Beth offers a dramatic example. “I was out trying to shoot a sunrise, and I literally was not even thinking about the alligators in the pond,” she says. “I was trying to get the right light with the sun coming up over that bridge. And suddenly there was an alligator. I was able to get that shot. I’ve shot a lot of alligators since then with my camera but never like that. I think the surprise of it … he was looking at me. I’ll never get it like that again.”

As a classic song says, every picture tells a story. And that story, in Beth’s view, should be authentic. With all her knowledge of photo processing and editing, Beth feels that what she captures with her camera should be reality, not a scene concocted by editing software. 

I don’t care about putting two things together that didn’t really happen. I want to capture that moment because it’s fleeting, and we’ll never see it again,” she says. “So you may go out every morning and try to capture a sunrise, but it’s never going to be the same. It’s always going to be special. And something that you did, that you were standing in that spot that only you could see from that point, from that perspective. To me, that’s what makes photography an incredible thing to do.”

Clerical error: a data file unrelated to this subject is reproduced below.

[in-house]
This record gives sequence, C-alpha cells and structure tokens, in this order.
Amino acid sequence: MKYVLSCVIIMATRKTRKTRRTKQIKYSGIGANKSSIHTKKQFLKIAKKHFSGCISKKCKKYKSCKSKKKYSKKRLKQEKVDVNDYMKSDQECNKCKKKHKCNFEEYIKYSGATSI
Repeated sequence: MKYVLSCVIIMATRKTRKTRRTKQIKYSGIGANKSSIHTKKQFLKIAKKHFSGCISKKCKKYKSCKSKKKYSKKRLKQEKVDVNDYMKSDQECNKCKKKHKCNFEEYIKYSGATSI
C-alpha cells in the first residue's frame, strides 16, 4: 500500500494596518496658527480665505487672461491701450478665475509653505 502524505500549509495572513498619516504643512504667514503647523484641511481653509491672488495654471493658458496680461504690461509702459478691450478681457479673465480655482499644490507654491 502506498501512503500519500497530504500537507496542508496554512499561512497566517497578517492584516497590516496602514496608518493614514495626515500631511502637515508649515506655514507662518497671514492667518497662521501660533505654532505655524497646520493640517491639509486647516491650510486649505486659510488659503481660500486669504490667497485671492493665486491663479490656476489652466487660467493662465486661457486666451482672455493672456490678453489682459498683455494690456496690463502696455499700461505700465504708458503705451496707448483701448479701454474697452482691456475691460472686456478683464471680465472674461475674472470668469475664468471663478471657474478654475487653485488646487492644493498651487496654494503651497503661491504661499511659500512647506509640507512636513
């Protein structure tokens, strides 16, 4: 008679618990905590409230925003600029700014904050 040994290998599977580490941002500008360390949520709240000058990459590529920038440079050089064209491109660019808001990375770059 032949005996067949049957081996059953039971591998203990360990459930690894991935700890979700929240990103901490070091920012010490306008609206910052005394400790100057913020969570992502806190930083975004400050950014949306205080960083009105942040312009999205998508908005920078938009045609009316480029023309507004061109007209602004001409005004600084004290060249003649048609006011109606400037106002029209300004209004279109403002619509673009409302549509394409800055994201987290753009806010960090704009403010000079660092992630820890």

Alabama the Beautiful is the Facebook page for photographers, and Beth’s personal page Beth Cowan Drake, along with her website BethCowanDrake.com, are places to see her photography, read about her experiences and find out where to sign up for one of her workshops.